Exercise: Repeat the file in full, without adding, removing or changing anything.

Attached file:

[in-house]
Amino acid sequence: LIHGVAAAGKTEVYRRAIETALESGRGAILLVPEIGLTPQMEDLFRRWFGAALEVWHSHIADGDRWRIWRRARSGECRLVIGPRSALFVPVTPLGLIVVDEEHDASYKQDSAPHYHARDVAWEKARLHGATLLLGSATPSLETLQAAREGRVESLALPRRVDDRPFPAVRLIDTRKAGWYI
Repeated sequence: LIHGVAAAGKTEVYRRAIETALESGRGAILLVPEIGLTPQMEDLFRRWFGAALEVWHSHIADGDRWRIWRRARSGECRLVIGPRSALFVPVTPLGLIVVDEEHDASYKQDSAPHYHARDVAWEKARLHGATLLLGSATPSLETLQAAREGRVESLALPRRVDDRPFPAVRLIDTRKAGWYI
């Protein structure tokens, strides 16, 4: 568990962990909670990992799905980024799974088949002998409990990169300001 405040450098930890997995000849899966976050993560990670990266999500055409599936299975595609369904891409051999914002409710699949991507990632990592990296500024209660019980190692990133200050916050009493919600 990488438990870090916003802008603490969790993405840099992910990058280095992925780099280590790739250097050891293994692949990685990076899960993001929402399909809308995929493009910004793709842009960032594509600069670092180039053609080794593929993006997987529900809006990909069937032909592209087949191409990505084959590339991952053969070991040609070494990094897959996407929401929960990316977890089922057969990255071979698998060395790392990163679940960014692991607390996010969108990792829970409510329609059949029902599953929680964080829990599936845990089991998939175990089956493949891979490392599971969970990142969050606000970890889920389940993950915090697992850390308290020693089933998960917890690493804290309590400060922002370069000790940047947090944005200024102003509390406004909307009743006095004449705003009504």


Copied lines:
[in-house]
Amino acid sequence: LIHGVAAAGKTEVYRRAIETALESGRGAILLVPEIGLTPQMEDLFRRWFGAALEVWHSHIADGDRWRIWRRARSGECRLVIGPRSALFVPVTPLGLIVVDEEHDASYKQDSAPHYHARDVAWEKARLHGATLLLGSATPSLETLQAAREGRVESLALPRRVDDRPFPAVRLIDTRKAGWYI
Repeated sequence: LIHGVAAAGKTEVYRRAIETALESGRGAILLVPEIGLTPQMEDLFRRWFGAALEVWHSHIADGDRWRIWRRARSGECRLVIGPRSALFVPVTPLGLIVVDEEHDASYKQDSAPHYHARDVAWEKARLHGATLLLGSATPSLETLQAAREGRVESLALPRRVDDRPFPAVRLIDTRKAGWYI
């Protein structure tokens, strides 16, 4: 568990962990909670990992799905980024799974088949002998409990990169300001 405040450098930890997995000849899966976050993560990670990266999500055409599936299975595609369904891409051999914002409710699949991507990632990592990296500024209660019980190692990133200050916050009493919600 990488438990870090916003802008603490969790993405840099992910990058280095992925780099280590790739250097050891293994692949990685990076899960993001929402399909809308995929493009910004793709842009960032594509600069670092180039053609080794593929993006997987529900809006990909069937032909592209087949191409990505084959590339991952053969070991040609070494990094897959996407929401929960990316977890089922057969990255071979698998060395790392990163679940960014692991607390996010969108990792829970409510329609059949029902599953929680964080829990599936845990089991998939175990089956493949891979490392599971969970990142969050606000970890889920389940993950915090697992850390308290020693089933998960917890690493804290309590400060922002370069000790940047947090944005200024102003509390406004909307009743006095004449705003009504």